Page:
indian cinema heritage foundation

Why Preserve Films

19 Jun, 2021 | Archival Reproductions by P K Nair
The well-known Jayakar bungalow in Pune where the National Film Archives of India is housed. Recently it was restored and is a host to a section of NFAI's film library currently.

When National Awards for films were instituted in 1951, it was thought important to collect and maintain award-winning films. Later, the value of collecting significant cinemas, in general, came to be recognized and the National Film Archives at Pune began acquiring both Indian and foreign films. The chief objection to enlarging the scope of the archives beyond award-winning films was that trivial 'escapist entertainment' should not be preserved.

Very few people understand that an archive preserves material for future history; it is impossible to say what, as a fact of the present, a future historian or sociologist might find significant. And archive has to declare some independence from current standards of value. From an archive's point of view, a cheap film is as valuable as a record as a world masterpiece.

A number of producers who had the foresight to deposit their films/negatives with the archive in its early days now enjoy the benefits of a well-preserved negative or master positive. The average Indian filmmaker is not in the habit of taking out a master positive or dupe negative of his film before scoring the required number of release prints. Often the original negatives have become totally unserviceable four or five years after the release of the film due to excessive scoring of prints.

Preservation of national cinema is the primary concern of any film archive. If we ourselves are not going to preserve our films, nobody else will do it for us. Therefore, top priority has to be given to the acquisition and preservation of our own national cinema - especially the little that is left of our older films. At the same time, we cannot forget international cinema. In fact, no study of Indian Cinema would be complete without understanding the trends in world cinema and the work of the masters. The Archive membership of FIAF (International Federation of Film Archives) has helped in building up our international collection to some extent. Some recent "trendsetting" films have also been acquired against foreign exchange. The prices vary according to the use negotiated for. Rights of duplication and circulation to film societies involve additional payment. This makes it necessary to collect nominal service charges from film societies and other borrowers of the Archive Distribution Library.

The Advisory Commitee meeting of Natrional Film Archives of India: (l to r) T S Bhaskaran (filmologist), M Bhaktavatsala ( Vice President of Film Federation of India), P K Nair (Curator) and filmmaker Adoor Gopalakrishnan.

Since after every projection, the usable life of the print is reduced, preservation copies can never be projected. For purposes of study projection within the Archive premises, as well as special screenings outside, it is necessary to have an additional positive print apart from the preservation material, which is either the negative or a fine-grain master positive. The purpose of the archive is served only if we have the preservation copy for duplication purposes and a projection print for study use. One can imagine the costs of purchasing both types of print. The costs of storage are particularly high in a tropical country like India. The films need to be stored in airconditioned vaults under ideal conditions of temperature and humidity and also subjected to periodical checking, cleaning, repair, and chemical treatment to ensure long preservation.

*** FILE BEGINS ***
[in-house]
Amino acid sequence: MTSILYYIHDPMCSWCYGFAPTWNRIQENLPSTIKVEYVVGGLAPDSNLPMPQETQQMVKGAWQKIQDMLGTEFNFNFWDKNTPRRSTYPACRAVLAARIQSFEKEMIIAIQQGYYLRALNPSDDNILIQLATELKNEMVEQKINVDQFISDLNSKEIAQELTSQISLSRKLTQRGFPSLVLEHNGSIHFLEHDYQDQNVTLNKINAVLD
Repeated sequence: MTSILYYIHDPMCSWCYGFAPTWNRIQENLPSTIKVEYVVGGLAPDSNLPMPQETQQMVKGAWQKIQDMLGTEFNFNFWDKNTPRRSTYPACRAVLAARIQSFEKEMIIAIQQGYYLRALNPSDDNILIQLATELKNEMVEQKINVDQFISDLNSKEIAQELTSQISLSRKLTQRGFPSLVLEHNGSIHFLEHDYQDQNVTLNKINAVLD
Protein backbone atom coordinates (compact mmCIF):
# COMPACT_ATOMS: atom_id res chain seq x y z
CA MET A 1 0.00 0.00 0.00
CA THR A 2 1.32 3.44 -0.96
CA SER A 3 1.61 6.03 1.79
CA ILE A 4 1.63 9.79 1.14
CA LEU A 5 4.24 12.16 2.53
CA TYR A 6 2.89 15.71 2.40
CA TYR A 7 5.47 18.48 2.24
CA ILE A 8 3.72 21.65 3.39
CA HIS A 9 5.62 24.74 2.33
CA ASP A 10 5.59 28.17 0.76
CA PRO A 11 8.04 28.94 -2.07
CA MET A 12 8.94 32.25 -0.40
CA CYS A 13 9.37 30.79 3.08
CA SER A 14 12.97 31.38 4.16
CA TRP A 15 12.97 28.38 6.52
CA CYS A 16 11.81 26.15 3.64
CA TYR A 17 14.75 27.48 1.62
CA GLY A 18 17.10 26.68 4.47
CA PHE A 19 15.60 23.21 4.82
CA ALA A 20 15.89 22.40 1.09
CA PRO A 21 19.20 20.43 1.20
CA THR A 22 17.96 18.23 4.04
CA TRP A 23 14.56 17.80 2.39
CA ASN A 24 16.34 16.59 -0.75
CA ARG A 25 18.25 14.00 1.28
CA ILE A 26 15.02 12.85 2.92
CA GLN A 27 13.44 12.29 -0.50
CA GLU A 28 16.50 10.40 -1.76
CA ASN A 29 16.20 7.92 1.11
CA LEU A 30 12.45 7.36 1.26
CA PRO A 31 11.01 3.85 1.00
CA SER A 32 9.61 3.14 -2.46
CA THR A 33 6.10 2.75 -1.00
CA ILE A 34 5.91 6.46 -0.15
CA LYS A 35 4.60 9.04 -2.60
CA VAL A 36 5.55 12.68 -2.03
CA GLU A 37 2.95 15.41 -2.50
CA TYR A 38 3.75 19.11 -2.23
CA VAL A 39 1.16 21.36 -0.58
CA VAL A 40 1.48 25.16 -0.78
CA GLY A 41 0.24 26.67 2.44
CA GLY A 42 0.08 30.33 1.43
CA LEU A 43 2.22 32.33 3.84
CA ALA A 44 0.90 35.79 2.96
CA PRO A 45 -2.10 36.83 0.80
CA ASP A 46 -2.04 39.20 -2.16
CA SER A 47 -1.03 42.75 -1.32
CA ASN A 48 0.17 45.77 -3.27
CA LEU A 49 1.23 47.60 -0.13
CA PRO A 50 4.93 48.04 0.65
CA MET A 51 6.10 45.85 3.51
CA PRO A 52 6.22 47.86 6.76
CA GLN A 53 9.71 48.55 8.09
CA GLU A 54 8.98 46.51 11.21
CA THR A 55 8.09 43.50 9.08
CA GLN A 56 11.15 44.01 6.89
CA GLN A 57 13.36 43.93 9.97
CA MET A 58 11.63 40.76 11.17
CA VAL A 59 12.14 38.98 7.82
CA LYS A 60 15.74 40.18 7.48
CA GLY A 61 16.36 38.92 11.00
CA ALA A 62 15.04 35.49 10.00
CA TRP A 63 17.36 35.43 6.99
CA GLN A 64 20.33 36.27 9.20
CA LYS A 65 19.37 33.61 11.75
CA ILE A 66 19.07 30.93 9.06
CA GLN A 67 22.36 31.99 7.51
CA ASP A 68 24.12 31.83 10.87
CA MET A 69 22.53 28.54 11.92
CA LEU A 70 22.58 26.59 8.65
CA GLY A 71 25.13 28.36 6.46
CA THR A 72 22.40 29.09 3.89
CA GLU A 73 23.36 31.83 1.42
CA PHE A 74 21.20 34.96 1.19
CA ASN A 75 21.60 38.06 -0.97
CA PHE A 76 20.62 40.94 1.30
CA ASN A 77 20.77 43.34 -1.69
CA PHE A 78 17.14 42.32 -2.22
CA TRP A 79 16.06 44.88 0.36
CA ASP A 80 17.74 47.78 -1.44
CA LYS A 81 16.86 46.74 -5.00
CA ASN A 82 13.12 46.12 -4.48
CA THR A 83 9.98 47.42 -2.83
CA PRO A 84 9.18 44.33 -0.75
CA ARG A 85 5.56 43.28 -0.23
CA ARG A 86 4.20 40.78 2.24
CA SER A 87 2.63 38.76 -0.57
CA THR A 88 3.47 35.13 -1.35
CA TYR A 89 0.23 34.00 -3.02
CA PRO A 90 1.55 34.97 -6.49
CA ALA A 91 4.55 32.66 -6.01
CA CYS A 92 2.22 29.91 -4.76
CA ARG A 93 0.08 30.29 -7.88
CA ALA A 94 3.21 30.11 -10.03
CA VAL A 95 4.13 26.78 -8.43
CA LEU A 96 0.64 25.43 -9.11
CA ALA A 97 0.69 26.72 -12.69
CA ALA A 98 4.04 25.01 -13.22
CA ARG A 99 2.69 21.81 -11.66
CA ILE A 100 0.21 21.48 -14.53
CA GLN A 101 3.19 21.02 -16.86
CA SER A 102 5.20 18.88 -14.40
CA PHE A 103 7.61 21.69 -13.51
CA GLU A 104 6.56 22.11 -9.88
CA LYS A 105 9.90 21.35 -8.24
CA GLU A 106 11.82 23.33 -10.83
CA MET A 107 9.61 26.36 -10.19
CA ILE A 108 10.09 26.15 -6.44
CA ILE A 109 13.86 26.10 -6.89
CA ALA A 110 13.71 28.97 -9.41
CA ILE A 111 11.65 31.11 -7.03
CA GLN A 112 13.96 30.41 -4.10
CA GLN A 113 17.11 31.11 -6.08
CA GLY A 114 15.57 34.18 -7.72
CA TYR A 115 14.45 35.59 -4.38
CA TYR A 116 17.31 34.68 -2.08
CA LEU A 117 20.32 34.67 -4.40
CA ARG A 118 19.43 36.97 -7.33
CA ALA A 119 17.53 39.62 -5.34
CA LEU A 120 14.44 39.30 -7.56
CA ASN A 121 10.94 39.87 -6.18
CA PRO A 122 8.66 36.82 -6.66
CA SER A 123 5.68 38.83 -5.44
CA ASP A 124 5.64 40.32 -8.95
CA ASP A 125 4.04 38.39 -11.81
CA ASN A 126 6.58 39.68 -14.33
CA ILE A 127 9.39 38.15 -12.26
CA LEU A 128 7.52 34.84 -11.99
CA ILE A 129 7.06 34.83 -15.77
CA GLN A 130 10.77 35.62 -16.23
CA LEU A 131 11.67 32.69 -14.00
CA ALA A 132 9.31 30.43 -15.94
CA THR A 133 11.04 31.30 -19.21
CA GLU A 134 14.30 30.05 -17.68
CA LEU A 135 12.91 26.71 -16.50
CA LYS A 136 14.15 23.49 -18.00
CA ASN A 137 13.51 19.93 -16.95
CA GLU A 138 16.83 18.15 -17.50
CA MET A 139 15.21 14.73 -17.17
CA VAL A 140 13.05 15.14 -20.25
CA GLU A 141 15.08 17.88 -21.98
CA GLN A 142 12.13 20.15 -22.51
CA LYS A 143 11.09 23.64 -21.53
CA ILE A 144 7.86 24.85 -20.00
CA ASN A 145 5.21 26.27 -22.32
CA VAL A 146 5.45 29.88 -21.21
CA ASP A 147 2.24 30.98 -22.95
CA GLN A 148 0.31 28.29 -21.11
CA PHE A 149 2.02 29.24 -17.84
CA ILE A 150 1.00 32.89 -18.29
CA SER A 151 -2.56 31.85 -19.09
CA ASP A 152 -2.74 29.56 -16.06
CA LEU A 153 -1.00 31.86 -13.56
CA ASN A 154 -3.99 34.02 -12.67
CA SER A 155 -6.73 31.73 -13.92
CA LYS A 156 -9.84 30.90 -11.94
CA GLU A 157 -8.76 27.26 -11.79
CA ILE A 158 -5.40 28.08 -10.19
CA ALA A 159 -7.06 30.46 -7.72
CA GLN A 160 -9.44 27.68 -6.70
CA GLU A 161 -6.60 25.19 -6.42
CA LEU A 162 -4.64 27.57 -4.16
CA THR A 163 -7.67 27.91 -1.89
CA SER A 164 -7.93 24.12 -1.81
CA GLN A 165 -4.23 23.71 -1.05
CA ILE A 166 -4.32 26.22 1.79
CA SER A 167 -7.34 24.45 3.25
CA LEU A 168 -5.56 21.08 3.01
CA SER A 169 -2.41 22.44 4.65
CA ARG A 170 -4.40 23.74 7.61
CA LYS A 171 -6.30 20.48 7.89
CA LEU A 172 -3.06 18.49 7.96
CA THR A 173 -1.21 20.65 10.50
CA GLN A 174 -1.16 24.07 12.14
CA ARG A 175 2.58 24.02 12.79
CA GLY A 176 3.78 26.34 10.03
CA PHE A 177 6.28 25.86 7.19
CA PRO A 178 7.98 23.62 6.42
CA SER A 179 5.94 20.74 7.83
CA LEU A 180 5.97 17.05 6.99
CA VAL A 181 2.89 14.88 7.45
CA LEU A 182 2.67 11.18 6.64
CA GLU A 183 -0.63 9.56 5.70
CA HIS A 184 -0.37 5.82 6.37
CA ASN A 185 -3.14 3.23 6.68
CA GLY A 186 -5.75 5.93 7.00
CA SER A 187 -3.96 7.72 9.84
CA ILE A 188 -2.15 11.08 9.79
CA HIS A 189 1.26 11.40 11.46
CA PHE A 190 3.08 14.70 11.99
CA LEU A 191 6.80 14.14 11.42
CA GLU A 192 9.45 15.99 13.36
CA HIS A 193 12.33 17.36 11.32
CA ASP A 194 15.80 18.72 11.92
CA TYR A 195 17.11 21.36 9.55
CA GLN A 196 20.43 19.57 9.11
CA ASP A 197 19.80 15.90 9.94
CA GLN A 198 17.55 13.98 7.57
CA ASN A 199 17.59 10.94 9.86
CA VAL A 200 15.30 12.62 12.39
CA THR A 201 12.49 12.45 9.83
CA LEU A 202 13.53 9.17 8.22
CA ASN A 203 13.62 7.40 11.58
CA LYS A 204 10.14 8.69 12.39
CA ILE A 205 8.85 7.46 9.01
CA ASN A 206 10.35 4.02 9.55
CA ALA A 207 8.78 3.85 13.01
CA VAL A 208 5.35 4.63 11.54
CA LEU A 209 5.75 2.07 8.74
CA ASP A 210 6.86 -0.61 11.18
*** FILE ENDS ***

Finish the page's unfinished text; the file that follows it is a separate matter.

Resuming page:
Apart from films, the archive has to preserve ancillary material like stills, song booklets, wall posters, programme brochures, disc records, etc.

Preservation has no meaning unless the films are properly classified and annotated and are available for constant study, reference and research. The archive should not become godown where films are dumped to collect dust. An archive's film should be constantly viewed, discussed, studied and written about. Public education in cinema is, after all the point of all the preservation.

The National Film Archives conducts short-term courses in film appreciation at Pune and in other towns. Weekly screenings of film classics are held in Pune and in Bombay. Monograph projects, to document the contribution of film pioneers to the development of cinema are underway. A distribution library has been set up for the benefit of film societies and film clubs. And these activities are to make an audience more aware of cinema. Without the participation of and support of such an audience, a film archive is only another cold museum.

This article was originally published in Indian Cinema's 1978-79 issue. Images used in the feature are taken from the original article.                                                                                                                                                

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About the Author

P K Nair was a film archivist and scholar. He was the founder, director and curator of the National Film Archives of India, established in 1964. 

Other Articles by P K Nair